Published in Small Business
Siciliano’s Market, 2840 Lake Michigan Drive NW, in Grand Rapids, is selling to new owners. Siciliano’s Market, 2840 Lake Michigan Drive NW, in Grand Rapids, is selling to new owners. PHOTO BY KATE CARLSON

‘BUSINESS WILL BE IN GOOD HANDS’: Siciliano’s Market selling to new owners

BY KATE CARLSON and ANDY BALASKOVITZ Thursday, April 14, 2022 05:29pm

GRAND RAPIDS — Siciliano’s Market Inc., the family-owned specialty store and launching pad for countless West Michigan breweries, is changing ownership after a decades-long run selling craft beverages and foods and the equipment used to make them.

Owners Steve and Barb Siciliano on Dec. 31 signed a sales agreement with Jeff Boorsma, the former owner of multiple Adobé In & Out restaurants. A longtime family friend of the Sicilianos, Boorsma will turn over operations to his daughter and son-in-law. 

The Michigan Liquor Control Commission approved a conditional license for Boorsma’s Half Tail LLC on April 5, and the parties expect to close the sale on June 1. Terms of the sale were undisclosed.

The Sicilianos have been considering retirement for the past five years and started actively planning to sell last summer.

“We couldn’t have found better owners,” Steve Siciliano told MiBiz. “They’re local residents who have owned their own business for a number of years and they are going to run (Siciliano’s Market) and it will still be a mom-and-pop shop. You don’t see a lot of those any more.”

Steve SicilianoSteve SicilianoBoorsma’s daughter, Tiffany Sipka, along with husband Dan Sipka, have already been “learning the ropes” at the shop, preparing for their new roles as operators. They plan to purchase the business outright in the coming years, Dan Sipka said. The couple are each just shy of 30 years old.

“We’re very excited about the opportunity and really excited for Steve and Barb, too. They’ve put a lot of blood, sweat and tears into the market,” Sipka said. “We’re not coming in to change anything; we’re all about the community. It’s a neighborhood store feel, and we want people to know it’s going to continue as it is.”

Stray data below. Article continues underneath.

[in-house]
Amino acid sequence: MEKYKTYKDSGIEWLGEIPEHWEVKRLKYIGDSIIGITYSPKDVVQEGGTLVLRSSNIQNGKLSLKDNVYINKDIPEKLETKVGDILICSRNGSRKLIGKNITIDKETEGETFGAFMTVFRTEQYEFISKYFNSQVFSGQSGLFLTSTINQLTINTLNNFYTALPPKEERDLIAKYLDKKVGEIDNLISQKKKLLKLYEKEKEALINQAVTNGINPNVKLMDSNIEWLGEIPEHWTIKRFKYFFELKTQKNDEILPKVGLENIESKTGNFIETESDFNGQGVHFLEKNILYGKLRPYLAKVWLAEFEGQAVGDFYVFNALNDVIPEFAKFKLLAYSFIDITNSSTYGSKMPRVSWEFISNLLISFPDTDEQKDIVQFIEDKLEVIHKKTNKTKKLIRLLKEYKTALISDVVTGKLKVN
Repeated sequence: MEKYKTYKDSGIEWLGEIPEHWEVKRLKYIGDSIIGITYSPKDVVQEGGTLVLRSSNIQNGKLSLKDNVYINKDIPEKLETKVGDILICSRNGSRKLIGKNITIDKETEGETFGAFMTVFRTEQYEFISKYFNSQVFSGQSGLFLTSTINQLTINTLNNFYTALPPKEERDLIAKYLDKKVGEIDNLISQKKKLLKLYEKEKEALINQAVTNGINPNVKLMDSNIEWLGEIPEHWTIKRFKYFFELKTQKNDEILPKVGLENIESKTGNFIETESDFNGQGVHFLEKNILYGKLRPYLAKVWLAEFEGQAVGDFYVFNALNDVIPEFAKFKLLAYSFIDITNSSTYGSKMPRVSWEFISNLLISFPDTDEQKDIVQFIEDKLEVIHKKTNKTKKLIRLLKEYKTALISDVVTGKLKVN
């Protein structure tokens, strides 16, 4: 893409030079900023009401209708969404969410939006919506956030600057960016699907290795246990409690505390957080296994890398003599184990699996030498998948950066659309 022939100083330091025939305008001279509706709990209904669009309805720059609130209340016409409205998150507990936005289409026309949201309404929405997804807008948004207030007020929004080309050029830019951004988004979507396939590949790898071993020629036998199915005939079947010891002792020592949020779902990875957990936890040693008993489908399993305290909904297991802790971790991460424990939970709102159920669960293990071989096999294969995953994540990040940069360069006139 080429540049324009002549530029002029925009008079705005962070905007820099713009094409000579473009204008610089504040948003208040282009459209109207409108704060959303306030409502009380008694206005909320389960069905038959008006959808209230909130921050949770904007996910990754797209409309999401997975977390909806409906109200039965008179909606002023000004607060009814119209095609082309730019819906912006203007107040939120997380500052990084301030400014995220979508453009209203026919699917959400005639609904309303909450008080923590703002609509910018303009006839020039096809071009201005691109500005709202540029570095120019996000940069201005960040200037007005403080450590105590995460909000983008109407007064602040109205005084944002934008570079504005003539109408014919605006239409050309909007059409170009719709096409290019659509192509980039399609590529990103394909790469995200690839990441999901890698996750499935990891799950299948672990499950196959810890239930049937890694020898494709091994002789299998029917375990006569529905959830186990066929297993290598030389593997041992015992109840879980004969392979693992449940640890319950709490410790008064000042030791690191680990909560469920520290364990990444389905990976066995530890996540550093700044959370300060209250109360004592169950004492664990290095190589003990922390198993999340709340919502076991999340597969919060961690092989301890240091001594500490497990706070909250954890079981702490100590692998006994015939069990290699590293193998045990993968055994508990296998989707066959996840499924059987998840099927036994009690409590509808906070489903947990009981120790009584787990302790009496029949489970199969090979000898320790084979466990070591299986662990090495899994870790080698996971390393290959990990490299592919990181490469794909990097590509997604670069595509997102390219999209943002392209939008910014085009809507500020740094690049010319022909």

Aside from a few minor cosmetic changes, the Sipkas plan to maintain the operations, as well as the Siciliano’s Market name.

“Steve gave us the blessing to change (the name), but there’s no reason to. It’s a west side staple,” said Sipka, who lives with his wife a block north of the market.

Grand Rapids roots

In 1993, the Sicilianos bought the former party store at 2840 Lake Michigan Drive NW as it was on the verge of going out of business.

“I thought I could come here and, boom, turn it around overnight,” Siciliano said. “But it didn’t happen overnight. Once people stop coming to a location because there is nothing to come there for, it’s kind of hard to get that traffic back.”

The first five years of business were tough, but Siciliano drew on previous experience running convenience stores in town. He previously operated a 7-Eleven franchise on North Plainfield Avenue for five years, then bought a convenience store in the Creston neighborhood that he renamed Siciliano’s Market. He would later relocate from Creston to the Westside Connection neighborhood in hopes of moving to a location more conducive to selling fine wine.

SipkasDan and Tiffany SipkaMeanwhile, the craft beer industry was beginning to take root in Michigan and elsewhere.

“I started carrying some craft beers and imports besides the regulars that everyone else carried,” Siciliano said. “I started looking for different stuff to get, and I decided to start selling them in singles, which nobody was doing back then. The craft beer industry helped put us on the map, and then from there we got into brewing supplies, put a cigar humidor in, and it just grew after that.”